Originally: Aristide accused of fostering violence

WASHINGTON – A top U.S. diplomat Thursday accused former Haitian President Jean-Bertrand Aristide of personally stirring the violence there and said Washington has expressed its concerns to South Africa, where he is living in exile.

”We believe that his people are receiving instructions directly from his voice and indirectly through his acolytes that communicate with him personally in South Africa,” said Roger Noriega, assistant secretary of state for Western Hemisphere affairs.

”As a longtime observer of Haiti and a longtime consumer of information about Haiti, it is abundantly clear to me . . . that Aristide and his camp are singularly responsible for most of the violence and for the concerted nature of the violence,” Noriega told The Herald.


His statement was the strongest so far blaming Aristide for the violence that has rocked the country since his ouster early last year amid an armed uprising. In the past, Washington has blamed the violence more generally on Aristide’s Lavalas Family Party.

The violence, which has increased significantly since September, is threatening to affect the Oct. 9 local elections and Nov. 13 legislative and presidential elections. Hundreds are estimated to have died in clashes involving armed gangs of Aristide supporters and foes and U.N. peacekeepers.

”A few hundred principal bad guys” are behind the violence, Noriega said in a telephone interview.

He made a quick visit to Haiti two weeks ago for a close-up look at the political and security situation.

Asked if the U.S. government had expressed its concerns to South African officials, Noriega said, “We have had the diplomatic contacts that you would expect us to have with the key actors, explaining that Aristide’s role is not a helpful one.”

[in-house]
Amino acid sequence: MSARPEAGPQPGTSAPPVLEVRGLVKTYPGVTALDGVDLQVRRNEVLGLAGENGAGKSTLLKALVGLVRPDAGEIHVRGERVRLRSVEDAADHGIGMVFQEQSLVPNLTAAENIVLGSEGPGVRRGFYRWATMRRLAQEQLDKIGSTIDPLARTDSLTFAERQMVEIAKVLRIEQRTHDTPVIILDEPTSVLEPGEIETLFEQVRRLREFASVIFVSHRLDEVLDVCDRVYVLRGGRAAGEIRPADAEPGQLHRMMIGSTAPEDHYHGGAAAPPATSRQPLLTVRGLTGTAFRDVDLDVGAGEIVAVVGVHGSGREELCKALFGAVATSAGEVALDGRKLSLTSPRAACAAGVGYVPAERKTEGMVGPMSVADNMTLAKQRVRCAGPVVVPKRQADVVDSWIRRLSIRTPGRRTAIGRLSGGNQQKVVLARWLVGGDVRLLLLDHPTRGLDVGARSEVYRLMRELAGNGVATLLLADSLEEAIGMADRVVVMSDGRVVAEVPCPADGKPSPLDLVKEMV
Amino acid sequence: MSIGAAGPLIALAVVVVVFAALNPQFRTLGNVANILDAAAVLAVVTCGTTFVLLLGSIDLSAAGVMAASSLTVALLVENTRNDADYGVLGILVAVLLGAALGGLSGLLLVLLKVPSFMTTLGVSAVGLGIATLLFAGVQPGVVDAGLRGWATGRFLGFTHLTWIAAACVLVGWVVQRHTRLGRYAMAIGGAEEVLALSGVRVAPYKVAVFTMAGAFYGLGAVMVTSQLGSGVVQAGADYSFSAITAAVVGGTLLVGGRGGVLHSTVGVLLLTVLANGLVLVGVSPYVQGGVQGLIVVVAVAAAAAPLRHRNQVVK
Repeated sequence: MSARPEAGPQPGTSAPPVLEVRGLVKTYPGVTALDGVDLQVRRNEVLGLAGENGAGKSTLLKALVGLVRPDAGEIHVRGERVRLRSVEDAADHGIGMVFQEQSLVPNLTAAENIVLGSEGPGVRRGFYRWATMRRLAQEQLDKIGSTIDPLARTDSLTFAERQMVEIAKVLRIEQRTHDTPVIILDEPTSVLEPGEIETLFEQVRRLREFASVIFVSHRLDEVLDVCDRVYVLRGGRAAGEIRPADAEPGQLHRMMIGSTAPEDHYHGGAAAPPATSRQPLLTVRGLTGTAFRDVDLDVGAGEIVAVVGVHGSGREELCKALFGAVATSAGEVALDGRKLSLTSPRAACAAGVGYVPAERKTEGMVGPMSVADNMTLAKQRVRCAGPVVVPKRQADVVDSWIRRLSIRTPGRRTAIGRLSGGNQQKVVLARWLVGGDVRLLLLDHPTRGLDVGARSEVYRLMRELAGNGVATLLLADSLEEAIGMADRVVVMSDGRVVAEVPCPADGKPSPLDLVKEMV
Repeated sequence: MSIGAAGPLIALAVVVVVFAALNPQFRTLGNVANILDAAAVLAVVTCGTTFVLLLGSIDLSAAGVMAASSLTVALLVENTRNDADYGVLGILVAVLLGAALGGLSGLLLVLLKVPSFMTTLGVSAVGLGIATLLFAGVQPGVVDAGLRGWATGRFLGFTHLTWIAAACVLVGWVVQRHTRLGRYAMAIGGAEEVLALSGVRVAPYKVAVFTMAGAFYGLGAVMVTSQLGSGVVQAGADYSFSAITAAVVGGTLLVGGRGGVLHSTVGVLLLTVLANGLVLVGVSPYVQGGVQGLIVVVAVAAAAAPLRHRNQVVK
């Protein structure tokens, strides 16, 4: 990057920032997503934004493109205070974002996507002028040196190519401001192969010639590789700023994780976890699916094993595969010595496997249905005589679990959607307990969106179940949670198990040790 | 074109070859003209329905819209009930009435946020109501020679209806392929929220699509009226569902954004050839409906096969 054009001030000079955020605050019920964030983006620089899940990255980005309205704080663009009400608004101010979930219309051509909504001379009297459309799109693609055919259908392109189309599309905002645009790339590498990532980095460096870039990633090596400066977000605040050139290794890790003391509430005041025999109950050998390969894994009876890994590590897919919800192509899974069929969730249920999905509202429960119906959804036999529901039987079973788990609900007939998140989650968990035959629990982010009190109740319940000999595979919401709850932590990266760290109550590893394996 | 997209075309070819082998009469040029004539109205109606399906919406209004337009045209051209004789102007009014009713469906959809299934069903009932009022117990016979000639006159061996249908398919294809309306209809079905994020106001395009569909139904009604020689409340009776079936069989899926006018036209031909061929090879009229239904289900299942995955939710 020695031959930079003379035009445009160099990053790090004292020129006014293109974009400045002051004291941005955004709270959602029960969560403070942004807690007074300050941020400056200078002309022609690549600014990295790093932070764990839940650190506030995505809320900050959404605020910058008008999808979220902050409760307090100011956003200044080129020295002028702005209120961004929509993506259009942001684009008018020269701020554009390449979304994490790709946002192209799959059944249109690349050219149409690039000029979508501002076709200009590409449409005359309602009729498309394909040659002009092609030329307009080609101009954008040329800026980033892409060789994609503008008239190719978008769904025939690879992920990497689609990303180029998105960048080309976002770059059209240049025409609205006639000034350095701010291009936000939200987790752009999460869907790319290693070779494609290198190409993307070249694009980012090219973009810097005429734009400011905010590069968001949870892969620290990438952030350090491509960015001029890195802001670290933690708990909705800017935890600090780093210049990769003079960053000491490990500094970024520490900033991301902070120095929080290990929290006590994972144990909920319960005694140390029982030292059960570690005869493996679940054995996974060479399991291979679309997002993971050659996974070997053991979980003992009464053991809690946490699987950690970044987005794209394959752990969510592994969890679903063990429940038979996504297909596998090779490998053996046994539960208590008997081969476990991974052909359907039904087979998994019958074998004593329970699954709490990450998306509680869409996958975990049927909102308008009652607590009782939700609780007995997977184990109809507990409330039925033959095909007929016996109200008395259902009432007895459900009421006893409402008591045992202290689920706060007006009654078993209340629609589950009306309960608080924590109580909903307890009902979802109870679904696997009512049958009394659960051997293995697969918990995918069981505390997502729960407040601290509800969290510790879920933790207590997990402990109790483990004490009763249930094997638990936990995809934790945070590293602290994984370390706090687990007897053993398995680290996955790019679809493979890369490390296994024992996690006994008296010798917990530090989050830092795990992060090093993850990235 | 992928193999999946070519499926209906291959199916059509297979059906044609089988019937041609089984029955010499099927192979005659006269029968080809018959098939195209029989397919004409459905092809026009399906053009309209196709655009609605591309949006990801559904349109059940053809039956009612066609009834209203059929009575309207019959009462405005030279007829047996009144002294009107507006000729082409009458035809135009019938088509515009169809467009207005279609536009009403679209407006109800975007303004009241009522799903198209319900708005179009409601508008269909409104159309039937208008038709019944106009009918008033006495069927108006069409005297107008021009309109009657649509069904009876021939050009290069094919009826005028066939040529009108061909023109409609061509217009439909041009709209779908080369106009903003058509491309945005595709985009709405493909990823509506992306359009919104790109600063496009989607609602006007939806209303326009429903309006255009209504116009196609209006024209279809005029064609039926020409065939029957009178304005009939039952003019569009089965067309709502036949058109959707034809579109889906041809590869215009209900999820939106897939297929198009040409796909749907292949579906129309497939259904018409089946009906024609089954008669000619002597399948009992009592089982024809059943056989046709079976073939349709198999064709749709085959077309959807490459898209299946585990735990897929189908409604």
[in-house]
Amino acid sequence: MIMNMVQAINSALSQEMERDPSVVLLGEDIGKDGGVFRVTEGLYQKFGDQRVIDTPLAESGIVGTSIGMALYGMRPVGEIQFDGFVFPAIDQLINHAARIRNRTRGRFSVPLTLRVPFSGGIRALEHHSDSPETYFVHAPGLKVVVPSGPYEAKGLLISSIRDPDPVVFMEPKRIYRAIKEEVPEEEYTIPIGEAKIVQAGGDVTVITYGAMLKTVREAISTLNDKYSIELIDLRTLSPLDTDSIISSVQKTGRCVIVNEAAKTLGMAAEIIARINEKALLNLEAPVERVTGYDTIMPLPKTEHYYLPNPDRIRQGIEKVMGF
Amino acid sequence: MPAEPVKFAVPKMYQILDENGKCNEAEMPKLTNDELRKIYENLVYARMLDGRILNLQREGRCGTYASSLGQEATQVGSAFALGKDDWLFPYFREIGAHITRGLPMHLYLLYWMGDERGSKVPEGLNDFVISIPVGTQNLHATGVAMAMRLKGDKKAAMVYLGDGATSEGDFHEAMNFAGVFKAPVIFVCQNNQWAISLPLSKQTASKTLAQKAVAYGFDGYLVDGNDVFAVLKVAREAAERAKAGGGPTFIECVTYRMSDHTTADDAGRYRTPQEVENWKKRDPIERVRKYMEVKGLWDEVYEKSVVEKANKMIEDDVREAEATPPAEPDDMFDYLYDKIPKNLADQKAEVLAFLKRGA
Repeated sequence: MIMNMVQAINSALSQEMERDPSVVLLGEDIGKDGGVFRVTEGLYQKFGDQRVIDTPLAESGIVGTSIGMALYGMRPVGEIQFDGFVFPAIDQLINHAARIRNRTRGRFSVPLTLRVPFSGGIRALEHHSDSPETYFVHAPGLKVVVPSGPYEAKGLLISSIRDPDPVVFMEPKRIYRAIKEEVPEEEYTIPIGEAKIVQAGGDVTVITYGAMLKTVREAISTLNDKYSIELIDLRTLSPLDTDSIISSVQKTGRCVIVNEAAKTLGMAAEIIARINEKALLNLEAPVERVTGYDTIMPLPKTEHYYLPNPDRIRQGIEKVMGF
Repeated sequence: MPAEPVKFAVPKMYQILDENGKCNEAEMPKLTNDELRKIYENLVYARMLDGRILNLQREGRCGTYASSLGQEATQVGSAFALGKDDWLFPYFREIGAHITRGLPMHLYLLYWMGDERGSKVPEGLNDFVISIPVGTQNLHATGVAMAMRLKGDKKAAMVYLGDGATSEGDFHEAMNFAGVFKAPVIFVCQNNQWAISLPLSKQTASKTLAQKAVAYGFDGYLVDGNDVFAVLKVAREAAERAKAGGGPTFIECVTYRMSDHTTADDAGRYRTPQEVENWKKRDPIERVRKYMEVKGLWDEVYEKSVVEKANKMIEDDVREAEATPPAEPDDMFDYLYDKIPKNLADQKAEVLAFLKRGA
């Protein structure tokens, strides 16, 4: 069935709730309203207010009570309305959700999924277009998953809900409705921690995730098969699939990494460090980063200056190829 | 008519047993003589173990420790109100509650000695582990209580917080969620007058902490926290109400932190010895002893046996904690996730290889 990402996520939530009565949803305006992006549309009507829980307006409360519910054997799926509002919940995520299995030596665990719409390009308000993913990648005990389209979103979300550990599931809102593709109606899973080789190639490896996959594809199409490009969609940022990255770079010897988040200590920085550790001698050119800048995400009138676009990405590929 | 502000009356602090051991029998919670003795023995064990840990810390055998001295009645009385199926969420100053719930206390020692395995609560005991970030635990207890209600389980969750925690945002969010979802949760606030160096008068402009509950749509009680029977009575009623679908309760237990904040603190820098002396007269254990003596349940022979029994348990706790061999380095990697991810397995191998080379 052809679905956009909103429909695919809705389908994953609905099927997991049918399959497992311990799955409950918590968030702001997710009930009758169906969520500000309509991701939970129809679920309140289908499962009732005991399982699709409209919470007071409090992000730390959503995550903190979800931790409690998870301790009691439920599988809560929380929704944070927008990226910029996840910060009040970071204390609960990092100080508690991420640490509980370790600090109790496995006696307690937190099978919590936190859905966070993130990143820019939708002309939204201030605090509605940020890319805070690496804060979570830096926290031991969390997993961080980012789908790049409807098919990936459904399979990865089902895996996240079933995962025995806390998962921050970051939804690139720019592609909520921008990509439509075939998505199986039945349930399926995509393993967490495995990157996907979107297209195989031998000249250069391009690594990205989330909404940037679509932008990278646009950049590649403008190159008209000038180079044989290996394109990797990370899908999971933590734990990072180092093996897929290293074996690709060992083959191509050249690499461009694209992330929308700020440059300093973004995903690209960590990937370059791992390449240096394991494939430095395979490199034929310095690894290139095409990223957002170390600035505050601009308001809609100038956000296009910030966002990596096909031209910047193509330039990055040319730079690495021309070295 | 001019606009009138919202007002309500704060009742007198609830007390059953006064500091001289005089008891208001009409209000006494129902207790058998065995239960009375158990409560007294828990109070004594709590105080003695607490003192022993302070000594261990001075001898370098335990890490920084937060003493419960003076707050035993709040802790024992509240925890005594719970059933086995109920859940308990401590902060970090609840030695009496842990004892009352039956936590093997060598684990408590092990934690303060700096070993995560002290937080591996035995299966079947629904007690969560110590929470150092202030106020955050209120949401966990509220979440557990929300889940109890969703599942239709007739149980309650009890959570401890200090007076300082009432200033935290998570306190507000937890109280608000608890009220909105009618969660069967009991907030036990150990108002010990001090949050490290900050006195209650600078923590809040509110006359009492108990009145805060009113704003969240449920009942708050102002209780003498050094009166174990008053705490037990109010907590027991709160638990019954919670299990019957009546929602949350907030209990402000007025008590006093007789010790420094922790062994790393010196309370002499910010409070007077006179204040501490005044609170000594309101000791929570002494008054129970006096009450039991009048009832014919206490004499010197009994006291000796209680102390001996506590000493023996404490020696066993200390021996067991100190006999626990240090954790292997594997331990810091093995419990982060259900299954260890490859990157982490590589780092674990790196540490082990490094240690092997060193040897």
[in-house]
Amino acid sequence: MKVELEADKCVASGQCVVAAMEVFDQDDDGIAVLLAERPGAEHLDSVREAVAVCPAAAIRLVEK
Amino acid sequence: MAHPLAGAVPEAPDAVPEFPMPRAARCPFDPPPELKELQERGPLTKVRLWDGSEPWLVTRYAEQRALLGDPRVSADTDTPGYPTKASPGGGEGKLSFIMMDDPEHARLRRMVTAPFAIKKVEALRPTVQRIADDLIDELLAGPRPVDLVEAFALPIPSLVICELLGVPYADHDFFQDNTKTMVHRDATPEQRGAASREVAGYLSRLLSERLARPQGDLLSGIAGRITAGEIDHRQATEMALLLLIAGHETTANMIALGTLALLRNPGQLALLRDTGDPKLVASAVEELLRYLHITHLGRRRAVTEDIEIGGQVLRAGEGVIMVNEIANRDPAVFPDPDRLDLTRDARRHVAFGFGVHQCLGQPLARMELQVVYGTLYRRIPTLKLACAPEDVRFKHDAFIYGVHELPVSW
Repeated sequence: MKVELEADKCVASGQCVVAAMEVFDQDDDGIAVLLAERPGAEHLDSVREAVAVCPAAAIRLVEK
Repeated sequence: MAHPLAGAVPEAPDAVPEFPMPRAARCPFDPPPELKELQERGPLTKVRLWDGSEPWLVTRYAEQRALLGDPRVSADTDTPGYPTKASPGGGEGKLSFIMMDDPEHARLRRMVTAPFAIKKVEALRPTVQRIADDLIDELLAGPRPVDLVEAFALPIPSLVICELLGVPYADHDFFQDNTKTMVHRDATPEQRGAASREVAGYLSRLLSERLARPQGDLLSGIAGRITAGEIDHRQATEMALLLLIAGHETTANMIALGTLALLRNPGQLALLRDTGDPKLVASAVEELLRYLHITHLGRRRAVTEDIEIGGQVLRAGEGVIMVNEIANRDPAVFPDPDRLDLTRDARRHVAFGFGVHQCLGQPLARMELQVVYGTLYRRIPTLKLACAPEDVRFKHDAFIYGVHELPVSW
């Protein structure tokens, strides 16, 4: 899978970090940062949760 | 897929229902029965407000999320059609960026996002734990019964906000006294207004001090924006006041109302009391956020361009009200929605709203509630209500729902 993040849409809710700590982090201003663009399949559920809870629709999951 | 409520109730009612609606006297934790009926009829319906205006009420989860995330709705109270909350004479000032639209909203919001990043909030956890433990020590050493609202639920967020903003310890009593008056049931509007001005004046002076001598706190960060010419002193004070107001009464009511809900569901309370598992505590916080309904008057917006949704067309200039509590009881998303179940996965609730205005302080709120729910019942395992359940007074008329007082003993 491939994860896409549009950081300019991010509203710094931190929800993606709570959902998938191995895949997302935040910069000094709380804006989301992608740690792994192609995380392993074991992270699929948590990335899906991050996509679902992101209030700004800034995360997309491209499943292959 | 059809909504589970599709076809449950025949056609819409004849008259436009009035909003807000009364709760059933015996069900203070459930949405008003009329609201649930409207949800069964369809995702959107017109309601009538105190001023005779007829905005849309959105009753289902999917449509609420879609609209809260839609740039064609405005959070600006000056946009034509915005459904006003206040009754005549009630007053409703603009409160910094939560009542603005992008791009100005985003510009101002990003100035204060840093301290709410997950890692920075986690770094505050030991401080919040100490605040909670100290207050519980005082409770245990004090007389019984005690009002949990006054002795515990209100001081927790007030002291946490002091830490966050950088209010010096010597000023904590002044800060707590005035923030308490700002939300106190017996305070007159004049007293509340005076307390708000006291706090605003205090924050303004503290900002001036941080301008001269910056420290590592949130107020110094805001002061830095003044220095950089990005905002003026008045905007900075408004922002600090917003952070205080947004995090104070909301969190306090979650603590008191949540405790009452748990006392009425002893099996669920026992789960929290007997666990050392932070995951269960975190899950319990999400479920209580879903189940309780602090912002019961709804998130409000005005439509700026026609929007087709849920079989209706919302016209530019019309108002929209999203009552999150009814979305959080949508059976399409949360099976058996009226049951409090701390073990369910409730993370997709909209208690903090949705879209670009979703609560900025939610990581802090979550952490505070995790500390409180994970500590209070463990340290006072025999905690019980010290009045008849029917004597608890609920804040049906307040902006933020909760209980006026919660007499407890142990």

A South African government spokesman in Pretoria declined to comment.

Noriega also urged the U.N. peacekeeping force, known as MINUSTAH, to take a more ”proactive role” in going after the armed pro-Aristide gangs. He said the gangs were not many in numbers but were strategically based in slums near the airport road and commercial districts, allowing them to damage the Haitian economy.


He said there also were some ”opportunistic criminal organizations” that engaged in kidnappings and other crimes, but that it was “also extraordinarily apparent that Aristide and his gangs are playing a central role in generating violence, and trying to sow insecurity.”

Noriega said Aristide had a 15-year ”pattern” of using political violence and that it was not surprising that he was making “this one last stand to terrorize the Haitian people and deny them good government.”

On Wednesday, the U.N. Security Council voted to send 1,000 more security forces to bolster the 8,300-strong force already there.

The Brazilian-led peacekeeping force has been widely criticized for doing too little to disarm criminal gangs.

He praised the U.N. decision but added that the success or failure of MINUSTAH “depends on what they do in the next days and weeks.”

Asked if there was a resurgence in drug trafficking through Haiti because of lack of security, Noriega said, ”I don’t know that we can say that it’s gotten appreciably worse” but that there was a sense that drug traffickers were trying to set a stronger foothold in Haiti.